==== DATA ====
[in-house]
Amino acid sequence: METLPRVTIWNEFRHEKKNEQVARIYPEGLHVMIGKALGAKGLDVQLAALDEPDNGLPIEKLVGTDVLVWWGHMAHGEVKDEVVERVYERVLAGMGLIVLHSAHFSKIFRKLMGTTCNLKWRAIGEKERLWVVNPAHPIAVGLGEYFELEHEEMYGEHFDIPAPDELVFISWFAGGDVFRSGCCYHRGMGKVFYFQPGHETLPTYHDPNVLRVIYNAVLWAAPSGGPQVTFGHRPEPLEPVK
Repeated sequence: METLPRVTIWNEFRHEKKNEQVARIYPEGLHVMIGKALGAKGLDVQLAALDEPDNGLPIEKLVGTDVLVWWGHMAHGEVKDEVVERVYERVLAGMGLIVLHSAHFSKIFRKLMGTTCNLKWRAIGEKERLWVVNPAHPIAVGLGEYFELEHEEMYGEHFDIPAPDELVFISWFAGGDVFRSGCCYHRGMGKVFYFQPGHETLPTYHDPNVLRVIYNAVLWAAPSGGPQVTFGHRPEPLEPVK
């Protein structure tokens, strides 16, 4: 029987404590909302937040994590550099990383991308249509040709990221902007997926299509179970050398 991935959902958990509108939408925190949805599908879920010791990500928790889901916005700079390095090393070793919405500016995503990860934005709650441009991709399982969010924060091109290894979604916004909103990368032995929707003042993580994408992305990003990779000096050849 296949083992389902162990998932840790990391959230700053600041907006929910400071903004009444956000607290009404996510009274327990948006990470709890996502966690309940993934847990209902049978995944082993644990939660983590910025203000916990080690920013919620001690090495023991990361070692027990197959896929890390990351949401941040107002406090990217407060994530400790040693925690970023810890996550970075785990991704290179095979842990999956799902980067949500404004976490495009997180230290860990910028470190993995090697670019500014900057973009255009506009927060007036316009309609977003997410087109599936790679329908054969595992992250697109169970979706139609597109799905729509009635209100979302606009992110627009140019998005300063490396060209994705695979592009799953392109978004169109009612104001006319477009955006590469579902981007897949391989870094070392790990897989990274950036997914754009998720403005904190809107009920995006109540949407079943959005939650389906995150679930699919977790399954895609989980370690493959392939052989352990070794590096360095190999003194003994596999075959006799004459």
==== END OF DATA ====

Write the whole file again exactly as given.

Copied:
[in-house]
Amino acid sequence: METLPRVTIWNEFRHEKKNEQVARIYPEGLHVMIGKALGAKGLDVQLAALDEPDNGLPIEKLVGTDVLVWWGHMAHGEVKDEVVERVYERVLAGMGLIVLHSAHFSKIFRKLMGTTCNLKWRAIGEKERLWVVNPAHPIAVGLGEYFELEHEEMYGEHFDIPAPDELVFISWFAGGDVFRSGCCYHRGMGKVFYFQPGHETLPTYHDPNVLRVIYNAVLWAAPSGGPQVTFGHRPEPLEPVK
Repeated sequence: METLPRVTIWNEFRHEKKNEQVARIYPEGLHVMIGKALGAKGLDVQLAALDEPDNGLPIEKLVGTDVLVWWGHMAHGEVKDEVVERVYERVLAGMGLIVLHSAHFSKIFRKLMGTTCNLKWRAIGEKERLWVVNPAHPIAVGLGEYFELEHEEMYGEHFDIPAPDELVFISWFAGGDVFRSGCCYHRGMGKVFYFQPGHETLPTYHDPNVLRVIYNAVLWAAPSGGPQVTFGHRPEPLEPVK
């Protein structure tokens, strides 16, 4: 029987404590909302937040994590550099990383991308249509040709990221902007997926299509179970050398 991935959902958990509108939408925190949805599908879920010791990500928790889901916005700079390095090393070793919405500016995503990860934005709650441009991709399982969010924060091109290894979604916004909103990368032995929707003042993580994408992305990003990779000096050849 296949083992389902162990998932840790990391959230700053600041907006929910400071903004009444956000607290009404996510009274327990948006990470709890996502966690309940993934847990209902049978995944082993644990939660983590910025203000916990080690920013919620001690090495023991990361070692027990197959896929890390990351949401941040107002406090990217407060994530400790040693925690970023810890996550970075785990991704290179095979842990999956799902980067949500404004976490495009997180230290860990910028470190993995090697670019500014900057973009255009506009927060007036316009309609977003997410087109599936790679329908054969595992992250697109169970979706139609597109799905729509009635209100979302606009992110627009140019998005300063490396060209994705695979592009799953392109978004169109009612104001006319477009955006590469579902981007897949391989870094070392790990897989990274950036997914754009998720403005904190809107009920995006109540949407079943959005939650389906995150679930699919977790399954895609989980370690493959392939052989352990070794590096360095190999003194003994596999075959006799004459």